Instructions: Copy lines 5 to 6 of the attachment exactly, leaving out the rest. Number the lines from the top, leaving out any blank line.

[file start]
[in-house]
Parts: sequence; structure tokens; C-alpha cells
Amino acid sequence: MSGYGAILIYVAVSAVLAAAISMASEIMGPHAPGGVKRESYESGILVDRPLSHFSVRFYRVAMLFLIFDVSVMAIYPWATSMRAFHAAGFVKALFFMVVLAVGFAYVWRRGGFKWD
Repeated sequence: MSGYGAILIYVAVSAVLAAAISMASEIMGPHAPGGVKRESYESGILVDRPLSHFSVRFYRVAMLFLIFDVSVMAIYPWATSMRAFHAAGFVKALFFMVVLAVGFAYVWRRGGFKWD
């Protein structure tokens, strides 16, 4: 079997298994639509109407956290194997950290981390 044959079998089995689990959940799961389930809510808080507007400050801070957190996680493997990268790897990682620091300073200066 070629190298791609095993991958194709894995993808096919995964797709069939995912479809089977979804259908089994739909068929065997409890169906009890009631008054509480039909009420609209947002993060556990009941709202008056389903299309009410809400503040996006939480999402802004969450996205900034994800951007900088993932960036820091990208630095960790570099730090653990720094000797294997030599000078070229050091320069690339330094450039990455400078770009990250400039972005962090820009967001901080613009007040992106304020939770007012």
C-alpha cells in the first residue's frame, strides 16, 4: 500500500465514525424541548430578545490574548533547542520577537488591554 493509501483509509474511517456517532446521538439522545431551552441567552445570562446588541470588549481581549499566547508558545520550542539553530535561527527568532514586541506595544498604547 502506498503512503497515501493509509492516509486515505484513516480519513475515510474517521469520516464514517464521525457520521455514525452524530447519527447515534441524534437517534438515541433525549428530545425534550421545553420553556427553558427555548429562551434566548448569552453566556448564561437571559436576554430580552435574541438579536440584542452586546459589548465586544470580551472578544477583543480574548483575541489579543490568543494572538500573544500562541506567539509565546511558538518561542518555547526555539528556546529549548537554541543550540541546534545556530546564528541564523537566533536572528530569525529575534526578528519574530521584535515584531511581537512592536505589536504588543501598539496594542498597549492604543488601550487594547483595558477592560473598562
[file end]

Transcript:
């Protein structure tokens, strides 16, 4: 079997298994639509109407956290194997950290981390 044959079998089995689990959940799961389930809510808080507007400050801070957190996680493997990268790897990682620091300073200066 070629190298791609095993991958194709894995993808096919995964797709069939995912479809089977979804259908089994739909068929065997409890169906009890009631008054509480039909009420609209947002993060556990009941709202008056389903299309009410809400503040996006939480999402802004969450996205900034994800951007900088993932960036820091990208630095960790570099730090653990720094000797294997030599000078070229050091320069690339330094450039990455400078770009990250400039972005962090820009967001901080613009007040992106304020939770007012």
C-alpha cells in the first residue's frame, strides 16, 4: 500500500465514525424541548430578545490574548533547542520577537488591554 493509501483509509474511517456517532446521538439522545431551552441567552445570562446588541470588549481581549499566547508558545520550542539553530535561527527568532514586541506595544498604547 502506498503512503497515501493509509492516509486515505484513516480519513475515510474517521469520516464514517464521525457520521455514525452524530447519527447515534441524534437517534438515541433525549428530545425534550421545553420553556427553558427555548429562551434566548448569552453566556448564561437571559436576554430580552435574541438579536440584542452586546459589548465586544470580551472578544477583543480574548483575541489579543490568543494572538500573544500562541506567539509565546511558538518561542518555547526555539528556546529549548537554541543550540541546534545556530546564528541564523537566533536572528530569525529575534526578528519574530521584535515584531511581537512592536505589536504588543501598539496594542498597549492604543488601550487594547483595558477592560473598562